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Holy Grail Found Say Researchers

Is the search for the Holy Grail finally over? A pair of Spanish researchers says yes. In a new book, Margarita Torres and Jose Ortega del Rio report that the chalice revered by early Christians as the cup used by Jesus at the Last Supper is the bejeweled onyx vessel now on display in a basilica in Leon, Spain. It has been there since the eleventh century

In The Kings of the Grail, Torres and Ortega del Rio claim the Leon chalice can be clearly traced back as far AD 400, and they say that whether or not it is the actual cup used by Jesus, there is no doubt that this is the one revered by early Christians as the real thing. The actual age of the cup has been confirmed as indeed from the period 200 BC to AD 100.

It is doubtful, of course, if other potential claimants to the title of being the true Holy Grail will surrender without a fight. In England there are still many who believe the true grail was left in the Chalice Well at Glastonbury by Joseph of Arimathea. Similar claims have been made for Ireland and other places. Nazi SS head Heinrich Himmler thought an Aryan Holy Grail was to be found in Spanish Montserrat. In their 1980s bestselling book, Holy Blood, Holy Grail, authors Michael Baigent, Richard Lee, and Henry Lincoln argued that the real grail is actually a bloodline descending from a marriage between Jesus and Mary Magdalene. Dan Brown made the idea famous in his novel, The Da Vinci Code. In the meantime, those of a more metaphysical persuasion would suggest that all such literal interpretations are missing the real significance of the Grail story, that it is a symbol or archetype representing the true self of virtuous and enlightened individuals.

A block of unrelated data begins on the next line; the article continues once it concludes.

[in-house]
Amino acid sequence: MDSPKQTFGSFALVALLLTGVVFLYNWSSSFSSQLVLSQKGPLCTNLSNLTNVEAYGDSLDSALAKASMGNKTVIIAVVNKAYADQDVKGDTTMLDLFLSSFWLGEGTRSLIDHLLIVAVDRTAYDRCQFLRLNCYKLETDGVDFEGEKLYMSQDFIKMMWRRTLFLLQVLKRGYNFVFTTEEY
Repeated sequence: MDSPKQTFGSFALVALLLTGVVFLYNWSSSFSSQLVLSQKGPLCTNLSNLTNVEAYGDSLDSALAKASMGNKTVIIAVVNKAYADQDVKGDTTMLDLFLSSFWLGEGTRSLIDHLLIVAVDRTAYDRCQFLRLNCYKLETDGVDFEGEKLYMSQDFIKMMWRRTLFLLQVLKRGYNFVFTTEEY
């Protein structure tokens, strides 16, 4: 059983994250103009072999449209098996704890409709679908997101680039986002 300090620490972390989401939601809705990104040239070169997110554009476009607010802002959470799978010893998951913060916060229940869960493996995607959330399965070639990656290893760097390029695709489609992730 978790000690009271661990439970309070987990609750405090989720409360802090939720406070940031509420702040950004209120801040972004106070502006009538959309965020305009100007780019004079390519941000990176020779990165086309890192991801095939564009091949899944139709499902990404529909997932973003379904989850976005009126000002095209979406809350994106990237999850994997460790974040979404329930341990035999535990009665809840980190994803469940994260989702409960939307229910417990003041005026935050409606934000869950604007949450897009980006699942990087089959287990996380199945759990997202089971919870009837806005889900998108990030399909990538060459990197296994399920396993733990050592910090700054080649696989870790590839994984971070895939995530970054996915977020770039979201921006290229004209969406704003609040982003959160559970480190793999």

Jesus’s Wife Gospel, the Real Deal?

The papyrus fragment, known as the “Gospel of Jesus’s Wife,” is a real ancient document, not a modern forgery. That is the conclusion of studies undertaken a year-and-a-half ago after its existence was first disclosed. The conclusion drawn by Harvard professor Karen L. King is still that it must be considered compelling evidence that, at the least, early Christians discussed the possibility that Jesus was married and that the idea is not just some modern fiction.

New tests published in April in the Harvard Theological Review date the fragment from about AD 800, later than AD 400, as originally proposed by King, but still ancient. The ink is also said to be authentic. King believes it is copied from older sources.

When King introduced the ancient piece of papyrus in Rome, the story created a worldwide news sensation. The fragment includes a broken Coptic reference to “Jesus’s wife,” and thus makes implications, which are considered nothing short of outrageous to mainstream Christianity.

The new evidence has not stopped detractors though. The latest line of attack appears to be focused on where the fragment may have come from. Brown University professor Leo Depuydt has questioned the truth of King’s claims that it was purchased along with several others by its anonymous owner from a Hans-Ulrich Laukamp in 1999. It is not entirely clear how that might affect the document’s authenticity.

At any rate, the suggestion that Jesus could have been married, as suggested in books and movies like The Da Vinci Code, has yet to be disproven.